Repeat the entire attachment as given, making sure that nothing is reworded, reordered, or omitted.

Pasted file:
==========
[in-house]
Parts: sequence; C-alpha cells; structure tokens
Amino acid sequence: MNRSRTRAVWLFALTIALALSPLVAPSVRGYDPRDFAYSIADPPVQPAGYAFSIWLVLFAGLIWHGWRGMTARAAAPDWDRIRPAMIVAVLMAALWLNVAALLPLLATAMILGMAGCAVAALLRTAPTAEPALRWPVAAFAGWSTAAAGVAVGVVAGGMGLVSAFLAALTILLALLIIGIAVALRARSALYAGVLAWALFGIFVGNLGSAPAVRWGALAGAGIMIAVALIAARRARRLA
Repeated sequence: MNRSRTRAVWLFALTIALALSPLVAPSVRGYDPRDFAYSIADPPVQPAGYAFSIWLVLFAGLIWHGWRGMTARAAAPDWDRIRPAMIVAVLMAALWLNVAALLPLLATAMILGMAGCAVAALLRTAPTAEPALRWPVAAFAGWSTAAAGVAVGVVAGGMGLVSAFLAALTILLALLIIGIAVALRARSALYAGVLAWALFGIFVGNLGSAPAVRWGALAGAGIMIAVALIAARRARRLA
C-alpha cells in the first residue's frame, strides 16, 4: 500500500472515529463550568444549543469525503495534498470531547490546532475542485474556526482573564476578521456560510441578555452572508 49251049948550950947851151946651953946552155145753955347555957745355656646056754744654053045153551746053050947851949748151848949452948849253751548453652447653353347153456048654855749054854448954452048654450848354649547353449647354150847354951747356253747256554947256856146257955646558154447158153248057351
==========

[in-house]
Parts: sequence; C-alpha cells; structure tokens
Amino acid sequence: MNRSRTRAVWLFALTIALALSPLVAPSVRGYDPRDFAYSIADPPVQPAGYAFSIWLVLFAGLIWHGWRGMTARAAAPDWDRIRPAMIVAVLMAALWLNVAALLPLLATAMILGMAGCAVAALLRTAPTAEPALRWPVAAFAGWSTAAAGVAVGVVAGGMGLVSAFLAALTILLALLIIGIAVALRARSALYAGVLAWALFGIFVGNLGSAPAVRWGALAGAGIMIAVALIAARRARRLA
Repeated sequence: MNRSRTRAVWLFALTIALALSPLVAPSVRGYDPRDFAYSIADPPVQPAGYAFSIWLVLFAGLIWHGWRGMTARAAAPDWDRIRPAMIVAVLMAALWLNVAALLPLLATAMILGMAGCAVAALLRTAPTAEPALRWPVAAFAGWSTAAAGVAVGVVAGGMGLVSAFLAALTILLALLIIGIAVALRARSALYAGVLAWALFGIFVGNLGSAPAVRWGALAGAGIMIAVALIAARRARRLA
C-alpha cells in the first residue's frame, strides 16, 4: 500500500472515529463550568444549543469525503495534498470531547490546532475542485474556526482573564476578521456560510441578555452572508 49251049948550950947851151946651953946552155145753955347555957745355656646056754744654053045153551746053050947851949748151848949452948849253751548453652447653353347153456048654855749054854448954452048654450848354649547353449647354150847354951747356253747256554947256856146257955646558154447158153248057351